"I was pretty much convinced it was the same guy," Ryan said, taking a seat and beginning to interview Foremsky.

"And his mom said to me, I'll never forget this, paraphrasing, of course, 'Whoever this person is, they need to be caught. They are dangerous, and I worry about the students at the university. My heart basically aches for them,'" Ryan said.

She was speaking of the student victims she would soon learn were her son’s victims. However, at this time, Foremsky was still not confessing in front of his mother or the detective.

"He basically says, paraphrasing again, 'I didn't rape her, but I committed the robbery.' And I, to this day believe that he admitted to that robbery, because he damn well knew that he was caught on video surveillance using her ATM card."

Ryan said he was convinced Foremsky was lying about the sexual assault, so he escorted his mother out of the police interview room to the lobby of the division. 

"And she said to me, 'I knew it was him on the video surveillance.' She's not talking about the sex assault. She's talking about the ATM at the gas station."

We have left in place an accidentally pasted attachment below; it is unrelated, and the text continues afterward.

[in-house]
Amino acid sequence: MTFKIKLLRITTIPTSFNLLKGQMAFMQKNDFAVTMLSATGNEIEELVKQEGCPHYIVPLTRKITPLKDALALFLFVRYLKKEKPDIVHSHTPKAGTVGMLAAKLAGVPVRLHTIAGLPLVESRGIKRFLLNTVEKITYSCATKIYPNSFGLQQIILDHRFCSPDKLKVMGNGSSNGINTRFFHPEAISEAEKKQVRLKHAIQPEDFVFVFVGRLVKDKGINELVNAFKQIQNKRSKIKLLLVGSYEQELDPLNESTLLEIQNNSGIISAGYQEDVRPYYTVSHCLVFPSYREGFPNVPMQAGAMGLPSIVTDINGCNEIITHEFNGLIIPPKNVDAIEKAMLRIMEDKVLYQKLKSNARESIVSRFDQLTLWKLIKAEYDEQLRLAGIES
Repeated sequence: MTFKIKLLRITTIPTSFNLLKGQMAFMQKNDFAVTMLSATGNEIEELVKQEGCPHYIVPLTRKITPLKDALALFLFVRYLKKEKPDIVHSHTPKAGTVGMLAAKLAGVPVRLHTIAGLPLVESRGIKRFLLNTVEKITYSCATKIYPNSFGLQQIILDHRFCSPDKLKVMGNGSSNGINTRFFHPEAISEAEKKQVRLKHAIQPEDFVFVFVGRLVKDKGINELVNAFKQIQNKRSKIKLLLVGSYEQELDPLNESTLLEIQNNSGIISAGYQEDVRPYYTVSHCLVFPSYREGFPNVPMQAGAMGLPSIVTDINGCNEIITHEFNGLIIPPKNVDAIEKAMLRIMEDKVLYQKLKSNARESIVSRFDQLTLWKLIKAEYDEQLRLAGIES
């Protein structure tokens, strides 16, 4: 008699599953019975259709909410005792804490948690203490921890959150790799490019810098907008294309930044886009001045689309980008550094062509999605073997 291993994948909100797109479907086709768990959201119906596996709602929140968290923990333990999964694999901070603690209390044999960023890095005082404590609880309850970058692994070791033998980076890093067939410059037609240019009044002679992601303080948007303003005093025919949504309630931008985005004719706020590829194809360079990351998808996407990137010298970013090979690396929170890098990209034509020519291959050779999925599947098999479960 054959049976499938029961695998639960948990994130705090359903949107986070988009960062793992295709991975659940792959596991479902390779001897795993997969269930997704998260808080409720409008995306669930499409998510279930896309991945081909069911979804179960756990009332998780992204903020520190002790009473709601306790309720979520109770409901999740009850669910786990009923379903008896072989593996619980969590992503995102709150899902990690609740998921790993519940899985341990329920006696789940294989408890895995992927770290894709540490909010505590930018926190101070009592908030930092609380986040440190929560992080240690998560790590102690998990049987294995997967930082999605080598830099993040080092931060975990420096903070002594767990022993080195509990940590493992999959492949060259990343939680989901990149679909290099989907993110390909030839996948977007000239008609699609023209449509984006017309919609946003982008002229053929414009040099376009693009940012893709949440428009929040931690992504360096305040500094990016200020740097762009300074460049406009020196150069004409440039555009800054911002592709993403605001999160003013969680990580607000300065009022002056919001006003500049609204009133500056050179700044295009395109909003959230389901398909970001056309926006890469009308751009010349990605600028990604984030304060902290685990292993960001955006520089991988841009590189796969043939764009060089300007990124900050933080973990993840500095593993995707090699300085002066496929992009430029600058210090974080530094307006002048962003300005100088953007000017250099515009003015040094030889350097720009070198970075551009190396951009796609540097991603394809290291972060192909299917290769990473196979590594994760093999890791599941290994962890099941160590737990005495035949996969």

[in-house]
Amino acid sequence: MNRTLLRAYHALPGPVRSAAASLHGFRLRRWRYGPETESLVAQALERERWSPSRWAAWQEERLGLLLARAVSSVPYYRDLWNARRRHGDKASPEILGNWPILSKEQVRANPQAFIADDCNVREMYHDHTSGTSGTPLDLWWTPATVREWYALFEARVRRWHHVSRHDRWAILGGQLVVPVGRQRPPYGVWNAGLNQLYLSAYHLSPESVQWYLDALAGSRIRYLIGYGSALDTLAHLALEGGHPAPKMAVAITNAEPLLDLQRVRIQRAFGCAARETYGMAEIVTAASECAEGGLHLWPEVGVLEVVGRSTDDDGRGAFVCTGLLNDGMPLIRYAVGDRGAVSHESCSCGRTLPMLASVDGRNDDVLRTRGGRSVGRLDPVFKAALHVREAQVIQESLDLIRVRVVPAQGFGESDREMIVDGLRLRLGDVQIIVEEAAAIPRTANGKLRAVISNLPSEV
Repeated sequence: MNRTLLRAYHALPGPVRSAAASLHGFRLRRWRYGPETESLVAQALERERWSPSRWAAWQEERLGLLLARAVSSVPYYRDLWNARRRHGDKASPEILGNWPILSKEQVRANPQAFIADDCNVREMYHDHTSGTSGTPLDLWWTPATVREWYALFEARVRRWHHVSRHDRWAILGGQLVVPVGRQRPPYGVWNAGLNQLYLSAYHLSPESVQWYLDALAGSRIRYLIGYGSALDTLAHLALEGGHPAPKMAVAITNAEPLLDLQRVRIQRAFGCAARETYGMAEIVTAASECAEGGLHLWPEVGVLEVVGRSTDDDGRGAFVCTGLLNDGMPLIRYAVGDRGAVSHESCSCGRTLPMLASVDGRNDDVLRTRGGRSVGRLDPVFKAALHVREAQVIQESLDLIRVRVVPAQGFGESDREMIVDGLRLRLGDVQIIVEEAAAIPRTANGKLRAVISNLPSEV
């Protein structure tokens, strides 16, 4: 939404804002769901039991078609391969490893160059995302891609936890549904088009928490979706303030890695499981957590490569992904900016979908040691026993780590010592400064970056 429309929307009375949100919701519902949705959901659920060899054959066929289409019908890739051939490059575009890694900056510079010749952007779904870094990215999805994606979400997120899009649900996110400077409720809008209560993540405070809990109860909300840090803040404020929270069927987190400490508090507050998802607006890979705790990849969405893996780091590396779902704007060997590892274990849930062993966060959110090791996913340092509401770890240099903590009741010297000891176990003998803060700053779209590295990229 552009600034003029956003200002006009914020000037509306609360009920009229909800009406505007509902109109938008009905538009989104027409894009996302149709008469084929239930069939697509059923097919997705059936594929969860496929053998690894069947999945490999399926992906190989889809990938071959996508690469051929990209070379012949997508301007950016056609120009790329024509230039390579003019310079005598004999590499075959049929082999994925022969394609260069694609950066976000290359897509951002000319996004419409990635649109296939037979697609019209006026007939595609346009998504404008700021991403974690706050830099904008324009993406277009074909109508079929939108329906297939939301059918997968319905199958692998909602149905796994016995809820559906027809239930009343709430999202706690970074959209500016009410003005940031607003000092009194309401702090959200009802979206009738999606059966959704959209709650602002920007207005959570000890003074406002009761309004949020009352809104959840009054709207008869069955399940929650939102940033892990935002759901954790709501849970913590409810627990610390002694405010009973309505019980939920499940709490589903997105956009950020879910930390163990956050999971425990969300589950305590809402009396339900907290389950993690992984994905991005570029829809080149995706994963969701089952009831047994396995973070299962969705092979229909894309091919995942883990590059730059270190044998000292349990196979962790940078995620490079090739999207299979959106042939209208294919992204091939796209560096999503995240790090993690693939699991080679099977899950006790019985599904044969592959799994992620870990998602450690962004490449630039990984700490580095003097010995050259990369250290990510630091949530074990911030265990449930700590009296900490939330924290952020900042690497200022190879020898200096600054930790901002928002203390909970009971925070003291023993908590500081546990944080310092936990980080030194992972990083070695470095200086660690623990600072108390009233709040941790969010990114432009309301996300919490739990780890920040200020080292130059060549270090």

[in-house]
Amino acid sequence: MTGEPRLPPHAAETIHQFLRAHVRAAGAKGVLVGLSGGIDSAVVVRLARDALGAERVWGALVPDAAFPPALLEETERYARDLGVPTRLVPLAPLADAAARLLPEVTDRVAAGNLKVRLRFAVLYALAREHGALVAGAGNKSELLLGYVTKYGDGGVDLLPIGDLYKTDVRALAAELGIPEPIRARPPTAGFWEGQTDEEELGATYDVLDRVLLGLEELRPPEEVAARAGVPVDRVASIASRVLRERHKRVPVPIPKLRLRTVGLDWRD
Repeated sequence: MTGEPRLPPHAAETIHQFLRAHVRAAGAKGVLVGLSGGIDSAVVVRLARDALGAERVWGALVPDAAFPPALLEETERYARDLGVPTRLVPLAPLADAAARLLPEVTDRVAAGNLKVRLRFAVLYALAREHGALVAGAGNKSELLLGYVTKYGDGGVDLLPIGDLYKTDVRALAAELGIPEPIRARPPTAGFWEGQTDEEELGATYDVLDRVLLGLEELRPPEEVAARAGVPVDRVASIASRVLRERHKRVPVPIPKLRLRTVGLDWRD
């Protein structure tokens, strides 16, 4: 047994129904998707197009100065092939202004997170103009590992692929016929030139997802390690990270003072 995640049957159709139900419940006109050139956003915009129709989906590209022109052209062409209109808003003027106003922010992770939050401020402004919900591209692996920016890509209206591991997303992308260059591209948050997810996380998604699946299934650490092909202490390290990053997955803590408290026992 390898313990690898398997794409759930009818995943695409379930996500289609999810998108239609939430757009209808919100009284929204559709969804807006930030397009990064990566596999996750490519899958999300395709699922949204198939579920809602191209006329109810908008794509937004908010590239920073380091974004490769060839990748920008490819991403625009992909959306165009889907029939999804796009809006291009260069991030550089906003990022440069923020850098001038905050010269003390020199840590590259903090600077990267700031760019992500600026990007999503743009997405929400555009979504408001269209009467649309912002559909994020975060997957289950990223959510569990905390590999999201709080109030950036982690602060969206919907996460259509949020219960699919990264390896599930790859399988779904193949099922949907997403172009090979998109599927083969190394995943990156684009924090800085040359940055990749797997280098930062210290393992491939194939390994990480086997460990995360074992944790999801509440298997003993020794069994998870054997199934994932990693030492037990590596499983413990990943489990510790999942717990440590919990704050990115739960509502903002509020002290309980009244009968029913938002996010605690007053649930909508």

She had seen her son's face on the news, but did not call in to police. Ryan says he understood her dilemma. 

Foremsky lived with his mother in a home close to the gas station where his image had been captured, and close to the university where the sexual assaults were occurring.

Ryan headed back into the interview room and arrests Foremsky on a charge of armed robbery, but now the second interview begins trying to get him to confess to being the "York U rapist."

"The second interview, I show him the surveillance photos and I told him 'There is no doubt that is you. Not one doubt. I need to know why you did this. That's you taking money out of this woman's account. You got her card because you sexually assaulted her, and I know that, and I need to know why?' And he confessed."

The detective needs all the evidence he can get. He has a confession and DNA, but the results are not yet back from the lab. 

Ryan said he wanted the clothes Foremsky was wearing the night of the 22-year-old woman's sexual assault and the 10-inch knife he held at her throat. 

Foremsky told investigators he threw the knife and clothes in a sewer on the university property. 

Foremsky was handcuffed, and put into the back of a police cruiser, and told to show police which sewer.

But Ryan says Foremsky had given all he was going to give that day, and was lying about the whereabouts of some of the items.